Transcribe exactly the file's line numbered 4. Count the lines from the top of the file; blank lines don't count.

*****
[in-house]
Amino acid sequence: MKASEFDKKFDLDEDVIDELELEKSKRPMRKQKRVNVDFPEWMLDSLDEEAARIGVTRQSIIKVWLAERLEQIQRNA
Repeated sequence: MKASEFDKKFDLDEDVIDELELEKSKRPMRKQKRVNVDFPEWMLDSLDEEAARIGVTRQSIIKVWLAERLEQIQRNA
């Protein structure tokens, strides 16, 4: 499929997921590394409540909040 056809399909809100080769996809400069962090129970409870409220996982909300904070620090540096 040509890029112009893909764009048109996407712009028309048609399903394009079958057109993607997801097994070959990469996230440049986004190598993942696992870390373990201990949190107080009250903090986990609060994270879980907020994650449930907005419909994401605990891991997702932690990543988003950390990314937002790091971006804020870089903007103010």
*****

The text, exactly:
């Protein structure tokens, strides 16, 4: 499929997921590394409540909040 056809399909809100080769996809400069962090129970409870409220996982909300904070620090540096 040509890029112009893909764009048109996407712009028309048609399903394009079958057109993607997801097994070959990469996230440049986004190598993942696992870390373990201990949190107080009250903090986990609060994270879980907020994650449930907005419909994401605990891991997702932690990543988003950390990314937002790091971006804020870089903007103010």